Sada Nand Pandey, Naseer Iqbal, Prashant K Singh, Nilisha Rastogi, Punit Kaur, Sujata Sharma, Tej P Singh
Ribosome inactivating protein (RIP) catalyzes the cleavage of glycosidic bond formed between adenine and ribose sugar of ribosomal RNA to inactivate ribosomes. Previous structural studies have shown that RNA bases, adenine, guanine and cytosine tend to bind to RIP in the substrate binding site. However, the mode of binding of uracil with RIP was not yet known. Here, we report crystal structures of two complexes of type 1 RIP from Momordica balsamina (MbRIP1) with base, uracil and nucleoside, uridine. The binding studies of MbRIP1 with uracil and uridine as estimated using fluorescence spectroscopy showed that the equilibrium dissociation constants (KD ) were 1...
July 14, 2018: Proteins
Nikita A Kuldyushev, Konstantin S Mineev, Antonina A Berkut, Steve Peigneur, Alexander S Arseniev, Jan Tytgat, Eugene V Grishin, Alexander A Vassilevski
Sodium channel alpha-toxins from scorpion venom (α-NaTx) inhibit the inactivation of voltage-gated sodium channels. We used solution NMR to investigate the structure of BeM9 toxin from Mesobuthus eupeus scorpion, a prototype α-NaTx classified as an "α-like" toxin due to its wide spectrum of activity on insect and mammalian channels. We identified a new motif that we named "arginine hand", whereby arginine side chain forms several hydrogen bonds with main chain atoms. The arginine hand was found in the "specificity module", a part of the molecule that dictates toxin selectivity; and just single arginine-to-lysine point mutation drastically changed BeM9 selectivity profile...
July 14, 2018: Proteins
Gro E K Bjerga, Øivind Larsen, Hasan Arsın, Adele Williamson, Antonio García-Moyano, Ingar Leiros, Pål Puntervoll
Intracellular subtilisin proteases (ISPs) have important roles in protein processing during the stationary phase in bacteria. Their unregulated protein degrading activity may have adverse effects inside a cell, but little is known about their regulatory mechanism. Until now, ISPs have mostly been described from Bacillus species, with structural data from a single homolog. Here, we study a marine ISP originating from a phylogenetically distinct genus, Planococcus sp. The enzyme was successfully overexpressed in E...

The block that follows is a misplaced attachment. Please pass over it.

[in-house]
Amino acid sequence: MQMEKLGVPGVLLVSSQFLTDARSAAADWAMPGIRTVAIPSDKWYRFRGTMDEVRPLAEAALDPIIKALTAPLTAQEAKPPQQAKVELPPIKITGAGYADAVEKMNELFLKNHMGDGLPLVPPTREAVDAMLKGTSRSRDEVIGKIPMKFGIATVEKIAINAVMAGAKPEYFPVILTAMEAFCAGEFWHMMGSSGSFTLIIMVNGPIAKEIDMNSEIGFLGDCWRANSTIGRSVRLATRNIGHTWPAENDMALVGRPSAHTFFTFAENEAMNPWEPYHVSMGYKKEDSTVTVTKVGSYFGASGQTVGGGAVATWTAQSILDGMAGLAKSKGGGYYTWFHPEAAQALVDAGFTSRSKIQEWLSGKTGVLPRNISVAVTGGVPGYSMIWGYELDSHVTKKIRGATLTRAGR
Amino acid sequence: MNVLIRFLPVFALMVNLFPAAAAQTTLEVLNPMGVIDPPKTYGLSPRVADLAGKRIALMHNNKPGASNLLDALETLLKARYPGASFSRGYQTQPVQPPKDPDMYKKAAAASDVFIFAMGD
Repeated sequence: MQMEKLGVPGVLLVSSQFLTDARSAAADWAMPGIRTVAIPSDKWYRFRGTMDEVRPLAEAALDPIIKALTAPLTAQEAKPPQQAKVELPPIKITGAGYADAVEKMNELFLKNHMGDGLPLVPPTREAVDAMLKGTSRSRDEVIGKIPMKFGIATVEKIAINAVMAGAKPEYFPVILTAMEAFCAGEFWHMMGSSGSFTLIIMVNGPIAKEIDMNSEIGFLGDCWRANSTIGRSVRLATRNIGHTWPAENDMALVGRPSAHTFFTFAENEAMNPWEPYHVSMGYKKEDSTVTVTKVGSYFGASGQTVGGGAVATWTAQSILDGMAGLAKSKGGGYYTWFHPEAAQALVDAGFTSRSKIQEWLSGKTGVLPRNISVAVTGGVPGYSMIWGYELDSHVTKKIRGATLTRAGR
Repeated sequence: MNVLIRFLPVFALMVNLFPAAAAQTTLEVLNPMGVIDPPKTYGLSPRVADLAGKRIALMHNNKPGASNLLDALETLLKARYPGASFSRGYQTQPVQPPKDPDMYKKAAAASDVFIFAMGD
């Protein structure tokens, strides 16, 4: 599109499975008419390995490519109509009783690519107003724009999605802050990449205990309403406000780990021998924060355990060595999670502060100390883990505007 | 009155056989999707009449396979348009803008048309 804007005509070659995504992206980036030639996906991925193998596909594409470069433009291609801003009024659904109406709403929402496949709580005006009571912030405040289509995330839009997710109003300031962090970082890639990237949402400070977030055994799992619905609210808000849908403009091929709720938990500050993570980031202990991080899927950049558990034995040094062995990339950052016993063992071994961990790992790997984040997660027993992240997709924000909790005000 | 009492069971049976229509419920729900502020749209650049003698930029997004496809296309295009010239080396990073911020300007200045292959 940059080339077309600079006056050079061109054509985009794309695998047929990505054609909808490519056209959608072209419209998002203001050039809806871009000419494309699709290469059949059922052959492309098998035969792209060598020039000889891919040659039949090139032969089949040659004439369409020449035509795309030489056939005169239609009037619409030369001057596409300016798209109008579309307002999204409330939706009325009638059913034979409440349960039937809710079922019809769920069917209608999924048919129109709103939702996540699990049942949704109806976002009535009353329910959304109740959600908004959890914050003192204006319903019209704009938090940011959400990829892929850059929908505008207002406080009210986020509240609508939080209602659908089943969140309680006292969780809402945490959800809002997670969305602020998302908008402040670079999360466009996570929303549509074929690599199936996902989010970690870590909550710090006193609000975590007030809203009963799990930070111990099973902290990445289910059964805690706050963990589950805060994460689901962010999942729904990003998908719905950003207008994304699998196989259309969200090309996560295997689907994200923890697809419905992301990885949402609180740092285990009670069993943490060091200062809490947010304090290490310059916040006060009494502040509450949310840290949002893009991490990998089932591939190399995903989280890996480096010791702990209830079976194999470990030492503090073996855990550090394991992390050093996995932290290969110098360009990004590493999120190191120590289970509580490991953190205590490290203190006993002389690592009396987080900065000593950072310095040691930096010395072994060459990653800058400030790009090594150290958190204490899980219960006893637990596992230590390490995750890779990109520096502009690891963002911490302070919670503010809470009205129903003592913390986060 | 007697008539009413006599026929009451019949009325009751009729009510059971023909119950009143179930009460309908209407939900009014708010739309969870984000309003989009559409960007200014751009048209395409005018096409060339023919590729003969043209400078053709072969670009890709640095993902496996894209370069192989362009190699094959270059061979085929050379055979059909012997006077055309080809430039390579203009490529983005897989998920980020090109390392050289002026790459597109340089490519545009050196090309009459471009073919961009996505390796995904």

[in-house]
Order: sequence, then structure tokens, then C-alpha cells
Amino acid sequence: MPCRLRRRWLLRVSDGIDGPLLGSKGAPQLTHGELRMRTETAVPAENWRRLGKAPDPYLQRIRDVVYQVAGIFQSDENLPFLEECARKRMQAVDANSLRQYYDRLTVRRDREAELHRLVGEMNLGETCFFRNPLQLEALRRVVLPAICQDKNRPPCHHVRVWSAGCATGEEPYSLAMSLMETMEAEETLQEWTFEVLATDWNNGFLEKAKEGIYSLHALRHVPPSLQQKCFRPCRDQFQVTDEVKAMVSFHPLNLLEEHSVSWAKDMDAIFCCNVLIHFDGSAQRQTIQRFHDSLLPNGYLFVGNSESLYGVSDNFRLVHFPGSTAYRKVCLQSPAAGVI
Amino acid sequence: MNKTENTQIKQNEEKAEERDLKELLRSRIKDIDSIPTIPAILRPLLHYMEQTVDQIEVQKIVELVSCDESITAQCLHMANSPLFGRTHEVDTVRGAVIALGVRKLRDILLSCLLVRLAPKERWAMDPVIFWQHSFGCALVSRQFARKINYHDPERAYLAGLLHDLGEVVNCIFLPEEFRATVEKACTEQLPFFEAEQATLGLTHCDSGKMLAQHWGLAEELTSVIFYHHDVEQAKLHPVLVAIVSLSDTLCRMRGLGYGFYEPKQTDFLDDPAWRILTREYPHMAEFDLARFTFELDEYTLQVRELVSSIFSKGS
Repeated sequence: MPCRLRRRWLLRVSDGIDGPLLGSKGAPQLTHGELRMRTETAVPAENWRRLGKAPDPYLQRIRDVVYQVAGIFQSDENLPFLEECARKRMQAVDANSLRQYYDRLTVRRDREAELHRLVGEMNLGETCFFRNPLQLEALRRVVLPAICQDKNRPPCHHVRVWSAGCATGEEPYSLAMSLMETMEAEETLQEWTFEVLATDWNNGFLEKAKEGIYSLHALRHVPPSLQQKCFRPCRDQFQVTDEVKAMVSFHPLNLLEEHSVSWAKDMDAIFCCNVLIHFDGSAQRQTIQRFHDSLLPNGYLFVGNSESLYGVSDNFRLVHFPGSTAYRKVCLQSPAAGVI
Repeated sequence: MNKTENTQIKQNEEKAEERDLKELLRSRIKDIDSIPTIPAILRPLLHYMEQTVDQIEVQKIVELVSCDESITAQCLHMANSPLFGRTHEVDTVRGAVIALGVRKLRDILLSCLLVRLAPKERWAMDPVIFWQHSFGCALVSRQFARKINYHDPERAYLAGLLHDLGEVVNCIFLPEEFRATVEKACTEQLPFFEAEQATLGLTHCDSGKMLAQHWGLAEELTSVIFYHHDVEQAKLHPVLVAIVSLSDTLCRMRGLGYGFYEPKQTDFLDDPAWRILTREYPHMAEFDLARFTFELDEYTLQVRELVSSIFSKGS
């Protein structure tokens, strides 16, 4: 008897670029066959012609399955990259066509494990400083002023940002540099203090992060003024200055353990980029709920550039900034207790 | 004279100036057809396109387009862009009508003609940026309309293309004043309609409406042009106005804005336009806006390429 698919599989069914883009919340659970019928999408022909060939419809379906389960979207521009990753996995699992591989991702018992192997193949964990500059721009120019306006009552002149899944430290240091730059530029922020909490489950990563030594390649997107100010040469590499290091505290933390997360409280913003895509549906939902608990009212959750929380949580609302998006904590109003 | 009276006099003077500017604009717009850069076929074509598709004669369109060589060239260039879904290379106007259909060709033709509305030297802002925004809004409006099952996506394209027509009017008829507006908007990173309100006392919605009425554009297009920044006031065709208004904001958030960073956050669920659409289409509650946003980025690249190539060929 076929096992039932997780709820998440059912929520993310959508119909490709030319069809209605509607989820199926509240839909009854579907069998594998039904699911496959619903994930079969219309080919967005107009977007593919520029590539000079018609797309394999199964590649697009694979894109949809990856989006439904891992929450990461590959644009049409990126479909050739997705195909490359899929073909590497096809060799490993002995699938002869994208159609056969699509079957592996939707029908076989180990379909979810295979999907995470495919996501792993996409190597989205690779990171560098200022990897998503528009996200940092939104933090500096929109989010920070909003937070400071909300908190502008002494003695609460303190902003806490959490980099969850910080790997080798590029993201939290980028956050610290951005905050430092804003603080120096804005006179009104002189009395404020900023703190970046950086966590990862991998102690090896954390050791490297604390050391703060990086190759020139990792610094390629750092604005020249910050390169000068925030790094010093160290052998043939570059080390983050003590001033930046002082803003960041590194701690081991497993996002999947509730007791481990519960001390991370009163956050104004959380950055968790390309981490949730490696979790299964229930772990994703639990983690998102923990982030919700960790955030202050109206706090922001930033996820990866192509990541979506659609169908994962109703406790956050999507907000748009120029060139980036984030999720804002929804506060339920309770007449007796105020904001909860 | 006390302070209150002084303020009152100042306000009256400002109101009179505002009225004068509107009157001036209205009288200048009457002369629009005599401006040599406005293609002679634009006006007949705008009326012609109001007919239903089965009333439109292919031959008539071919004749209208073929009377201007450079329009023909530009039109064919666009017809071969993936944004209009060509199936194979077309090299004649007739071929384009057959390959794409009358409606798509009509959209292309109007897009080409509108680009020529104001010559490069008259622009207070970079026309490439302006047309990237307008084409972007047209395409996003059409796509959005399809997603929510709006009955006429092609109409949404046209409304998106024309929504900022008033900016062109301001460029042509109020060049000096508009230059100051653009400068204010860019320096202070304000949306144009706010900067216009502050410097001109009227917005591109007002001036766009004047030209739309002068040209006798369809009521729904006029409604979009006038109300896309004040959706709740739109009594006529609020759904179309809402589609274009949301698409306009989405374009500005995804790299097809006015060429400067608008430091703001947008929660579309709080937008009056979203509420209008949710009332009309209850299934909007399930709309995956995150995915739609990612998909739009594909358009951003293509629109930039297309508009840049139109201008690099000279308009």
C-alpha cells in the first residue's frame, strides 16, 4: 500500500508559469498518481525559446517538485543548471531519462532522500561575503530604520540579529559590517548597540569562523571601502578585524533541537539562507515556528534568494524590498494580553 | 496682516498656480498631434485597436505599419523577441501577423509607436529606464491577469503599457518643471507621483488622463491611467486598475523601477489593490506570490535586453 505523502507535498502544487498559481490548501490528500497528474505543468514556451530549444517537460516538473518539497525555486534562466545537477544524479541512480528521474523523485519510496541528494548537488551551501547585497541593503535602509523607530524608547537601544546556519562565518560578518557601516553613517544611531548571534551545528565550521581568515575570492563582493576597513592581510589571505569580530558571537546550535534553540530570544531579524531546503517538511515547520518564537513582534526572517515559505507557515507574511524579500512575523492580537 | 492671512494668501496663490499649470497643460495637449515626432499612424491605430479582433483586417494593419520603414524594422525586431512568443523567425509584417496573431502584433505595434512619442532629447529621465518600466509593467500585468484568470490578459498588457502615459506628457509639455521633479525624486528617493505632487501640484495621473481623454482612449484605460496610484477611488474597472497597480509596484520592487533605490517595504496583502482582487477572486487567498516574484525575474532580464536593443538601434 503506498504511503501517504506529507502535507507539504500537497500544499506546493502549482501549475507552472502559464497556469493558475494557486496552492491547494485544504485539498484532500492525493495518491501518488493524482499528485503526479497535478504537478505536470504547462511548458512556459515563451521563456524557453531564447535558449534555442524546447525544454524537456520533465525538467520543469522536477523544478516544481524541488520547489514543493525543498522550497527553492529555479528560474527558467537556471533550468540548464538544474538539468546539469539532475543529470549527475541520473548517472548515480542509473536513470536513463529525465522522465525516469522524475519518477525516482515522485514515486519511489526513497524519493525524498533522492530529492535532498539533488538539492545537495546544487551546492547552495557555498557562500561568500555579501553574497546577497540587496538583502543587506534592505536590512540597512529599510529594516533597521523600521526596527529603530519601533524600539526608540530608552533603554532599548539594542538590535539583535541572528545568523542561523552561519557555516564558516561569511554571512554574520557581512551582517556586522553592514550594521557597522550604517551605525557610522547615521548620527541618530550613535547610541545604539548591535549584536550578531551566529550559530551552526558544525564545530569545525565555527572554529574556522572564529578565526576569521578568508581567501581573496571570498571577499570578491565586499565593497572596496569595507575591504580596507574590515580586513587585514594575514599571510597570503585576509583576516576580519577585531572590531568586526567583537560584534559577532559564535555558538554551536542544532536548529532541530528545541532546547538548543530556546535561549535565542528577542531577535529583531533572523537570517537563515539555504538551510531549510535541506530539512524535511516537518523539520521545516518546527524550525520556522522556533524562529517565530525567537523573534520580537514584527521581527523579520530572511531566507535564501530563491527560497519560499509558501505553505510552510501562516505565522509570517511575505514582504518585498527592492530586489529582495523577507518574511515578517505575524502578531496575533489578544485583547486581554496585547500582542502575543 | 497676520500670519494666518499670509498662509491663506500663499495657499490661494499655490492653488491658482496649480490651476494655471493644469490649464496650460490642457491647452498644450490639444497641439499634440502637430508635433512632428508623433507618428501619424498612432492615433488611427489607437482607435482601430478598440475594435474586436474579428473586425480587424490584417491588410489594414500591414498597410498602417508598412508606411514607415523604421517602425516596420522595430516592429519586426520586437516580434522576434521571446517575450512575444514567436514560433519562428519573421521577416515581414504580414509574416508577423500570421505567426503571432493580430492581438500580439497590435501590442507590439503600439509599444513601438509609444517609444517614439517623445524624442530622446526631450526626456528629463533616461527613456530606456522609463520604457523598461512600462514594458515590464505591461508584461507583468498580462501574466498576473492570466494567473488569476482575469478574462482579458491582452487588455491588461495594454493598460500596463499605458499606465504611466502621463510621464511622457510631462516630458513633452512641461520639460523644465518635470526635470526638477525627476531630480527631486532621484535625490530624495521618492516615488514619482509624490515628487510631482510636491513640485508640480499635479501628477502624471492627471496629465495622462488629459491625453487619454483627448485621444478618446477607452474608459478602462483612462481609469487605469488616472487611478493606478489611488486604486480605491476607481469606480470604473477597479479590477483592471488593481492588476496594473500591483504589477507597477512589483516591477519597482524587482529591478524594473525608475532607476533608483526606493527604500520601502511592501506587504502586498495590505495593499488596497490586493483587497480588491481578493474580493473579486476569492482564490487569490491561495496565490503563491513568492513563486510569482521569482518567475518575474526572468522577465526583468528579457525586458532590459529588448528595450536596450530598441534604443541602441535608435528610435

June 16, 2018: Proteins
Dušan Petrović, Xue Wang, Birgit Strodel
Although the protein backbone is the most fundamental part of the structure, the fine-tuning of side-chain conformations is important for protein function, for example, in protein-protein and protein-ligand interactions, and also in enzyme catalysis. While several benchmarks testing the performance of protein force fields for side chain properties have already been published, they often considered only a few force fields and were not tested against the same experimental observables; hence, they are not directly comparable...
May 23, 2018: Proteins
Susan Khor
A complex network approach to protein folding is proposed, wherein a protein's contact map is re-conceptualized as a network of shortcut edges, and folding is steered by a structural characteristic of this network. Shortcut networks are generated by a known message passing algorithm operating on protein residue networks. It is found that the shortcut networks of native structures (SCN0s) are relevant graph objects with which to study protein folding at a formal level. The logarithm form of their contact order (SCN0_lnCO) correlates significantly with folding rate of two-state and non-two-state proteins...
May 23, 2018: Proteins
Andrea Possenti, Michele Vendruscolo, Carlo Camilloni, Guido Tiana
Proteins employ the information stored in the genetic code and translated into their sequences to carry out well-defined functions in the cellular environment. The possibility to encode for such functions is controlled by the balance between the amount of information supplied by the sequence and that left after that the protein has folded into its structure. We study the amount of information necessary to specify the protein structure, providing an estimate that keeps into account the thermodynamic properties of protein folding...
May 23, 2018: Proteins
Yani Zhao, Marek Cieplak
We studied stretching, folding and thermodynamic properties of structurally entangled protein dimers. The tests for entanglement involve four-terminal pulling. We study the dynamics of such pulling and contrast it with the standard two-terminal one. The two-chain entanglement is qualitatively characterized by its entangled core, which is defined as the minimal structure that is entangled. The existence of the entangled cores is found to be affecting both the mechanical and folding properties of the proteins...
May 23, 2018: Proteins
Dongxiao Hao, Zhiwei Yang, Teng Gao, Zhiqi Tian, Lei Zhang, Shengli Zhang